First published in The Times, Monday February 27 2017
For lengthy stretches of David McVicar’s new production of Debussy’s only completed opera, the audience is confronted with a plain black curtain while the orchestra plays between scenes. This element may be borne of necessity: after all, these interludes were written to cover scenery changes. Still, it is a striking feature of McVicar’s production for Scottish Opera that the director repeatedly seeks to facilitate our intense engagement with the music, consistently drawing attention to the ways in which Debussy’s score fills out the ellipses in the enigmatic story.
Indeed, the live action is sombrely lit, at points in near-darkness. The arresting designs, created by Rae Smith (set and costumes) and Paule Constable (lighting), who previously collaborated on War Horse, are based on the paintings of Vilhelm Hammershøi, the Danish artist. His works, with their brooding figures half-glimpsed through doorways and keyholes, and rendered in muted tones, share the sense of mystery evoked by his contemporary, the Belgian symbolist writer Maurice Maeterlinck, whose play inspired the opera.
Pic: Richard Campbell / Scottish Opera
In outline, the scenario looks simple: Mélisande marries the older Golaud, having been found by him in a forest, but she is drawn to Pelléas, his younger brother. In this production, the minimalism of the mise-en-scène is matched by palpable restraint on the part of the director and performers. There are entire sequences here in which McVicar simply arranges singers within the space, creating a series of almost motionless tableaux that once again places extraordinary emphasis on the music’s emotional richness.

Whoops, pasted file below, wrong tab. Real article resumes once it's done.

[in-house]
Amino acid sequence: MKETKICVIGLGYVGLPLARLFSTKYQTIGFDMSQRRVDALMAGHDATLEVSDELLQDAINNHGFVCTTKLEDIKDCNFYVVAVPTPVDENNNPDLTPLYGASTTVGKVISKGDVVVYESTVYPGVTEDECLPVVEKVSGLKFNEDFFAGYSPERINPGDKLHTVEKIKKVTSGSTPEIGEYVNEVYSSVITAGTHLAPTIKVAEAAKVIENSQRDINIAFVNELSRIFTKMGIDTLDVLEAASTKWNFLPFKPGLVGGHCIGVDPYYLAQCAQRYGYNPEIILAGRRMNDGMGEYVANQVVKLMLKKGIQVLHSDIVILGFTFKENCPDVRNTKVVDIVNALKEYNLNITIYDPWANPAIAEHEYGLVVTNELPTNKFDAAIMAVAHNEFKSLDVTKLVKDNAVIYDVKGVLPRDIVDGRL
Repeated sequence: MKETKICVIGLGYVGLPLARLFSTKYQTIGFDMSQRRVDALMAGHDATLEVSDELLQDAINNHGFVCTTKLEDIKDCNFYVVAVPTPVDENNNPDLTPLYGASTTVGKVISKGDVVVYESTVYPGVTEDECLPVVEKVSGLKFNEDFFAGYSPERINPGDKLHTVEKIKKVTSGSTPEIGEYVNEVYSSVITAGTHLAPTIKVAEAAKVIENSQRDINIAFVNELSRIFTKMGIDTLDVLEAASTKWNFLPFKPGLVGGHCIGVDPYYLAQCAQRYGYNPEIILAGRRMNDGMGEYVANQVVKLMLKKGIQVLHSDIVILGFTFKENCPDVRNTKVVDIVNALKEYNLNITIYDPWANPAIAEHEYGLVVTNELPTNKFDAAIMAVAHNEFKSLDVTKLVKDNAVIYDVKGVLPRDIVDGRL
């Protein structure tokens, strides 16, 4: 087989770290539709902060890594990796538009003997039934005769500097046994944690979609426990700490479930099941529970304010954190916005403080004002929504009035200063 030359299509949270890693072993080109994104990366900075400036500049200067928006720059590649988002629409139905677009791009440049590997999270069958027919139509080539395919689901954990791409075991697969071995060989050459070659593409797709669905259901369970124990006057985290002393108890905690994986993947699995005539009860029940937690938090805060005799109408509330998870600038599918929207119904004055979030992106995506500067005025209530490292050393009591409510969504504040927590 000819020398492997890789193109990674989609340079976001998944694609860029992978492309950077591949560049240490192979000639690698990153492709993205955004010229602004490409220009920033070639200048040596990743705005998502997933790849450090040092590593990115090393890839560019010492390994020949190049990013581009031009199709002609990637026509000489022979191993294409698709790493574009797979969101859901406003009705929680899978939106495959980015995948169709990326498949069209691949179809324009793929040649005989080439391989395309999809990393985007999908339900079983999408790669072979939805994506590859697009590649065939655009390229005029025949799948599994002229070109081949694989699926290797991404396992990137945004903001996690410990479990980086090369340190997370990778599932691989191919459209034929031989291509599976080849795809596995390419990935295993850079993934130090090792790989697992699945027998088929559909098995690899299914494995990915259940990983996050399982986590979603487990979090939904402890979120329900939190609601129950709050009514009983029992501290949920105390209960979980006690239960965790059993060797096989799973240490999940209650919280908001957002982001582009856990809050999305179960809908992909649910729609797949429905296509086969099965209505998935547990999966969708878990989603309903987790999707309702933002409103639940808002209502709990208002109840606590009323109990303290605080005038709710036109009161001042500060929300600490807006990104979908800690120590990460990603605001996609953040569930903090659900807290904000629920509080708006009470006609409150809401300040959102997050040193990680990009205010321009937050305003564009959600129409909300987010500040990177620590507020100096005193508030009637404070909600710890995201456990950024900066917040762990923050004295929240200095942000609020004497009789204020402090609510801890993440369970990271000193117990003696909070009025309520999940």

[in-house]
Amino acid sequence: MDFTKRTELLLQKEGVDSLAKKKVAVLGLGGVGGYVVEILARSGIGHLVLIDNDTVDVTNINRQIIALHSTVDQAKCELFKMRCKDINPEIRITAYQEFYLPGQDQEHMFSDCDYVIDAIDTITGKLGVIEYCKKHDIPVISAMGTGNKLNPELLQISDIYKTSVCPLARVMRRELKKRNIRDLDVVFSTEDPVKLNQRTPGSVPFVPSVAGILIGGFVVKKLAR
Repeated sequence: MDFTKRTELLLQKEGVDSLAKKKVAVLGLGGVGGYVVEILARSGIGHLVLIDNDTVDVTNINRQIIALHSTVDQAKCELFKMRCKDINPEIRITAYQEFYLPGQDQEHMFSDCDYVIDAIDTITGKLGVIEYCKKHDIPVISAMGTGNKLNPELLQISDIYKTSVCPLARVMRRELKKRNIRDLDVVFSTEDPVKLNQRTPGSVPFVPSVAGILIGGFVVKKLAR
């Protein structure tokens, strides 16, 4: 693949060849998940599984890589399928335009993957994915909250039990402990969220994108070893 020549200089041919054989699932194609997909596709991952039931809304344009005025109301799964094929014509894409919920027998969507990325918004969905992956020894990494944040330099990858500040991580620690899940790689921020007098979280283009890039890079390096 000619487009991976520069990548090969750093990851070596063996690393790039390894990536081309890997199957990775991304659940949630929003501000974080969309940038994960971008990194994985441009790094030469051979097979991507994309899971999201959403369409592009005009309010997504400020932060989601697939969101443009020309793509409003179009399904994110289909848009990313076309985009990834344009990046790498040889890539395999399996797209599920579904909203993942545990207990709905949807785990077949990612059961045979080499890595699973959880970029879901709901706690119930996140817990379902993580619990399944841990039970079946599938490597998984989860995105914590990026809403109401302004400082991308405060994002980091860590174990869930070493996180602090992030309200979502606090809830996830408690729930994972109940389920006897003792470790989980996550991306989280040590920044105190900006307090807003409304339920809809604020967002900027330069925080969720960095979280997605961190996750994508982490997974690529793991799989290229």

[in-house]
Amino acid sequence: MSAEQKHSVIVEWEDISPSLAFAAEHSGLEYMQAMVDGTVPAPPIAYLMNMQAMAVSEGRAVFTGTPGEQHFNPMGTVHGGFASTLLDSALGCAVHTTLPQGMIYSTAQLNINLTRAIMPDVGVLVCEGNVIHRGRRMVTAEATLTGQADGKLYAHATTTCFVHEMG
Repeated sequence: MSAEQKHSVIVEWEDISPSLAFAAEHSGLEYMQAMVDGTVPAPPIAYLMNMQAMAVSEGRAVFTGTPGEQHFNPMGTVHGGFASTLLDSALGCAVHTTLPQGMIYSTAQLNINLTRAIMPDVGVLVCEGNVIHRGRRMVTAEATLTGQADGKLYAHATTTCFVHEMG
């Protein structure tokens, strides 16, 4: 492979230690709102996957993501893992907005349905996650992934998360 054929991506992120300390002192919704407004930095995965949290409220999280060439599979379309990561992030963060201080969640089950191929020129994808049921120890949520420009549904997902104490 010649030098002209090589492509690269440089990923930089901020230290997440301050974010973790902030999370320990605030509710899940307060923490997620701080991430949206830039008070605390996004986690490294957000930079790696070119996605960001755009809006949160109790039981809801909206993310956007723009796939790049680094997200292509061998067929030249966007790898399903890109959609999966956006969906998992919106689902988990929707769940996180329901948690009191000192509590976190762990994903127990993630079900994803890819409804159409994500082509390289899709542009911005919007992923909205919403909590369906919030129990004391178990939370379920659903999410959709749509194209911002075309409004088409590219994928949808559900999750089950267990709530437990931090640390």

The leads respond with subtle performances. The scene in which Mélisande (Carolyn Sampson) hesitantly allows Pelléas (Andrei Bondarenko) to toy with her hair is a master class in simmering erotic tension. Sampson sings with a quiet intensity that belies her character’s ethereal appearance. Bondarenko, though lacking clarity of diction, displays an appealing blend of physical vigour and emotional openness. The interplay between the voices and the orchestra, conducted by Stuart Stratford, is accomplished with seamless grace.
Another effect of all this stillness and understatement is to render the escalation of passions post-interval all the more heart-rending. The climactic scene between the lovers is intensely moving while Roland Wood betrays agonising internal conflict in the role of Golaud. The slow fade of the final deathbed scene proves strangely cathartic, for all its bleakness.
By refusing to provide easy answers to an inscrutable work, McVicar keeps returning our focus to the lyricism of the libretto and the score’s mix of the predictable and the unexpected. Debussy’s opera sits within the tradition of Gesamtkunstwerk (total artwork), and this production, more than most, makes us sit up and take notice of the ways in which its various elements interact, often to visceral effect.
Box office: 0844 871 7647, to March 4; Festival Theatre, Edinburgh, March 7-11. Scottishopera.org.uk